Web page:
After the bloated, overwrought mess that is The Chronicles of Riddick, this past summer’s long-gestating follow up, simply titled Riddick, was a welcome sight for fans. The Vin Diesel/David Twohy joint went back to the spare, stripped down style of the first film in the family, Pitch Black, and got away from attempts to cram in every little detail of their fictional universe. World building is great, and a vital part of science fiction, but Chronicles tried to stuff a franchise’s worth of information into a single film, and the result was jumbled and overwhelming. Riddick hits Blu-ray and DVD next Tuesday, January 14, so you can judge for yourself if this was a good move, but before that, you can now watch a free preview of the first ten-minutes.
It took nearly a decade for Diesel and Twohy to get Riddick made. There were tons of starts, stops, and delays. They’d get funding, lose funding, and eventually Diesel put up his own house as collateral and the two pumped a ton of their own capital into their passion project. Moving into the film, many of us wondered how the third installment was going to handle the events of part two. At the end of Chronicles, Riddick kills the Lord Marshal (Colm Feore) and becomes the leader of the Necromongers. This issue is dealt with in short order, just after the introduction you see here.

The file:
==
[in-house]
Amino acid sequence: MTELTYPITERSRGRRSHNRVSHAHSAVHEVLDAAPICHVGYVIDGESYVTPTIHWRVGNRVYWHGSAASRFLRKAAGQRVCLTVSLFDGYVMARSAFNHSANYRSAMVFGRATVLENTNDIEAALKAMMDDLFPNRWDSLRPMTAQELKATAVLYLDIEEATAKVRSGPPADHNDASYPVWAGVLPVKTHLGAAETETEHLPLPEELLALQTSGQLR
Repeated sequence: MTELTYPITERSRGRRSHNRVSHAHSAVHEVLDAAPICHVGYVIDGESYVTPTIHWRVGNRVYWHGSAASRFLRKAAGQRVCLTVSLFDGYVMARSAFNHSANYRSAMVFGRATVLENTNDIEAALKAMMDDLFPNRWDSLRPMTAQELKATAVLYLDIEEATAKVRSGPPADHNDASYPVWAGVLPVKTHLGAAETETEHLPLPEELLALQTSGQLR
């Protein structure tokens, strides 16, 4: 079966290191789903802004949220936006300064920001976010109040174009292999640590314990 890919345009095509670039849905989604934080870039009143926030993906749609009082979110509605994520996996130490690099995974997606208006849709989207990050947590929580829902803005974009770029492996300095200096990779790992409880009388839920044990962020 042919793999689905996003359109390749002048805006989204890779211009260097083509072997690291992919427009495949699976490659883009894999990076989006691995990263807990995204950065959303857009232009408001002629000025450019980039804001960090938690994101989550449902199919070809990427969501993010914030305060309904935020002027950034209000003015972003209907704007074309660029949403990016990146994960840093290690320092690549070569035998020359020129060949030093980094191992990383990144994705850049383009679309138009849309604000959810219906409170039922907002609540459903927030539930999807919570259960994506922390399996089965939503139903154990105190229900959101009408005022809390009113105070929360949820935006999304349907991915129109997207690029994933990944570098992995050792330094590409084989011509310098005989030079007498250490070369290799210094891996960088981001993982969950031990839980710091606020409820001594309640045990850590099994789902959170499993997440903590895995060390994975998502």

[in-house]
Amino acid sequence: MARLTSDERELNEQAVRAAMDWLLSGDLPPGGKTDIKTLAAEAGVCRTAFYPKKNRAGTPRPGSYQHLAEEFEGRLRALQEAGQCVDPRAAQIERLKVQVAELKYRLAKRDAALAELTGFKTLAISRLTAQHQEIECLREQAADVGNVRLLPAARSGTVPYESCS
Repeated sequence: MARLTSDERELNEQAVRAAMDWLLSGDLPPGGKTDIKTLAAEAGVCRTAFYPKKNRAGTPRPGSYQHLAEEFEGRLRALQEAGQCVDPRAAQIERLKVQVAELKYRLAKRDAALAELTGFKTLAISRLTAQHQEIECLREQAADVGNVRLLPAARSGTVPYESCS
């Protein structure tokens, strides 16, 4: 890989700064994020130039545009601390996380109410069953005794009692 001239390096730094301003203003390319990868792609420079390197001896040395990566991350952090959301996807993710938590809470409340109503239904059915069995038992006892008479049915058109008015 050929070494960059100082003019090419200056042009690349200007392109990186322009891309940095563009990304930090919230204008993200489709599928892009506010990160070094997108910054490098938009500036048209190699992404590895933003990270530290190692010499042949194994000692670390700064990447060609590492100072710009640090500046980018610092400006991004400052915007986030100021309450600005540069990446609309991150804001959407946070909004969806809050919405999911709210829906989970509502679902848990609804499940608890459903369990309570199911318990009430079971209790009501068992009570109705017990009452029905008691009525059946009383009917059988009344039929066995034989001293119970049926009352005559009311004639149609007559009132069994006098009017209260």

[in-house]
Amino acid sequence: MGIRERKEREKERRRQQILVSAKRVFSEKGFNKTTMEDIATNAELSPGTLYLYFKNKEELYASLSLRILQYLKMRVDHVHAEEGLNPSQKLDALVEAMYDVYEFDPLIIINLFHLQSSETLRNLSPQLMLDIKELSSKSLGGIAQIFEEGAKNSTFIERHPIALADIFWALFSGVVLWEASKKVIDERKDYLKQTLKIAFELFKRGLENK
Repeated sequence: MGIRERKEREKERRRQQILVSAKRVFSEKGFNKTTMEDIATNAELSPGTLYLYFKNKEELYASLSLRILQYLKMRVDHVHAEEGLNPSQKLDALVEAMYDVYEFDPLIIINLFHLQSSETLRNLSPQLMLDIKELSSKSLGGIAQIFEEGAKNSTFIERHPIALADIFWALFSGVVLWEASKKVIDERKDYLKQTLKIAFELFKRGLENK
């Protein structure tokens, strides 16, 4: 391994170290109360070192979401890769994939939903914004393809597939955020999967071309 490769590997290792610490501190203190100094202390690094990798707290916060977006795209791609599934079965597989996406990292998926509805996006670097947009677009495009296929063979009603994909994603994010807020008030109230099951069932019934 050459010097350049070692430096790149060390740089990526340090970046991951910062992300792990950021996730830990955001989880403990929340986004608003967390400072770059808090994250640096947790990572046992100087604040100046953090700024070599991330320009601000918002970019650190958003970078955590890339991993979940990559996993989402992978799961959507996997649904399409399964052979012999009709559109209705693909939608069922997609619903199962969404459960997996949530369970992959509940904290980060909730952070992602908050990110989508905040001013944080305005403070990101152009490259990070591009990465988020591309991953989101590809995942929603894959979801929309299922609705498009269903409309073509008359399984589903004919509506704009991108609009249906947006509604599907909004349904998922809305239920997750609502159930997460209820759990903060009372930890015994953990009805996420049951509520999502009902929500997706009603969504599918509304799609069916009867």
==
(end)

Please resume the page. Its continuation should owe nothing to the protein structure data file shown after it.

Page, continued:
This video is chiefly concerned with setting the scene. While Riddick provides a tough-guy-monologue voiceover about the universe having it out for him, there is not much else in the way of dialog aside from grunts, groans, and a scream of pain or two. Right away you see just how badass the filmmakers want you to know that Riddick is. He sets his own broken leg, fights off a big ass space hyena, and even meets a crew of nasty little beasties that live in water and that you just know are going to be trouble down the road. All in all, as the voiceover says, this is shaping up to be one legendarily bad day.
Riddick isn’t the greatest movie ever made, but the movie has enough charm that it may warrant at least a rental, though paying full retail price may be a bit much. There is some solid sci-fi action, and the protagonist is back to being the hardened outlaw he was in the first film, rather than a reluctant father figure and awkward hero that they tried to make him in Chronicles. Riddick largely disappears in the middle of the movie so the story can focus on uninteresting banter between rival clans of bounty hunters, but the first and final acts are decent, cheap-looking, exploitation style sci-fi fun.